NAIOP Award Winner
Established in 1921, the Belen Fire Department had maintained a semblance of presence at their old location since that time. For decades, the city had hopes and plans to build a much-needed new fire station, but finding funding for the project never materialized. In March 2016, the mayor and councilors, as well as Fire Chief Manny Garcia, made a plea to the public and asked city residents to approve a $4 million general obligation bond to build a new fire station, which they did, 397 to 155 votes.
This 12,000 sqft, state of the art fire station showcases (5) rapid-open, Swiss made, folding bay doors to expedite response times. This new facility houses complete offices, a training room, walk-in emergency treatment room for the public, conference rooms, a day room for the fire fighters, a fully functioning kitchen, exercise and sleeping quarters. Having the capability to have this many services in one facility adds value to the project as a whole and coordinates emergency services to reduce delays. The design of the building maximizes site conditions to allow direct exit/entrance capabilities to the neighborhood while maintaining a visually appealing building that harkens back to Spanish historic buildings in and around Belen. The tower, which serves as the apex of the truck bays and the housing center, doubles a training stairwell for fire fighters.
Prior to construction, the old shop site which the new Fire Station was to be built upon had to be abated from PCS (Petroleum Contaminated Soil). Nearly 2,000 tons of contaminated soil had to be removed in strict compliance with local and federal guidelines. Once cleared, the 1,200 Cubic Yards of new soil had to be brought in to replace what was removed. The Swiss door company that provided the Bator brand Rapid Open technology for the bay doors did not have an American presence so international coordination needed to take place for exact adherence to installation guidelines and “hold to” dimensions needed to be maintained since once the doors entered manufacturing and starting the long journey to Belen, they could not be changed.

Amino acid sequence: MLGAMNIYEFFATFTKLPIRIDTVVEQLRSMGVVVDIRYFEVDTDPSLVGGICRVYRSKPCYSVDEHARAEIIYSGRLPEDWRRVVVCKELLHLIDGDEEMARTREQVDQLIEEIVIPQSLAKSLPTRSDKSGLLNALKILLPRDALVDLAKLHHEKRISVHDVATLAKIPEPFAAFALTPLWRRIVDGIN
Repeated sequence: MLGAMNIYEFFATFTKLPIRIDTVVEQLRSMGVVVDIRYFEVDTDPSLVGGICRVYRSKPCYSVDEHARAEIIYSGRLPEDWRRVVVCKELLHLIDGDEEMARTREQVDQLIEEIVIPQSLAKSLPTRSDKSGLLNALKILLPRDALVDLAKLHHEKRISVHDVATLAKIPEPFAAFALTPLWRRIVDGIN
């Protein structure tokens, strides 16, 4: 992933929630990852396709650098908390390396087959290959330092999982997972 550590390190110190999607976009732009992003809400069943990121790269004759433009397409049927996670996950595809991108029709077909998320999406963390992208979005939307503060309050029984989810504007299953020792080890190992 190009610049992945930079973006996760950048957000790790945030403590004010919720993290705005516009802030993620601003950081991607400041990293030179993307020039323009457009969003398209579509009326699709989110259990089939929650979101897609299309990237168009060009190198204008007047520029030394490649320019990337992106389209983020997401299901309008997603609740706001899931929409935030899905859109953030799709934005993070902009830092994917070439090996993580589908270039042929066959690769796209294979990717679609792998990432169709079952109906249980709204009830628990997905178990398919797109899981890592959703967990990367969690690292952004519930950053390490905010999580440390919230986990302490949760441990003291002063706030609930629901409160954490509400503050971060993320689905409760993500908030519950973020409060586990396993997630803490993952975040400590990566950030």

The new station, at the corner of Fifth Street and Castillo Avenue, is more than 12,000 square-feet, three times the size of the old station. There are five drive-through bays, so trucks won’t have to be backed in or out of the building. The department now has three engine companies, one ladder truck, two brush trucks and two medical units, and responds to about 3,000 calls for service a year. The $4 million bond paid for constructing and furnishing the new station. In the early 2000s, there was a vision for downtown and Belen as a whole, the chief said, and it included a new fire station. The part always missing was the money. Time after time, after Garcia became chief in 2007, he went through the arduous task of applying for federal grants, only to be rejected every time. “It kind of crushes you. So, we turned to the community and we are very fortunate the Belen taxpayers stepped up, especially during hard financial times,” Garcia said. “To me, a fire station is the heart of any community. People stop by not just when there’s an emergency — for information, directions or just to see the trucks.” This decades in the waiting Fire Station is a true success story for the entire community of Belen New Mexico and it’s surrounding communities.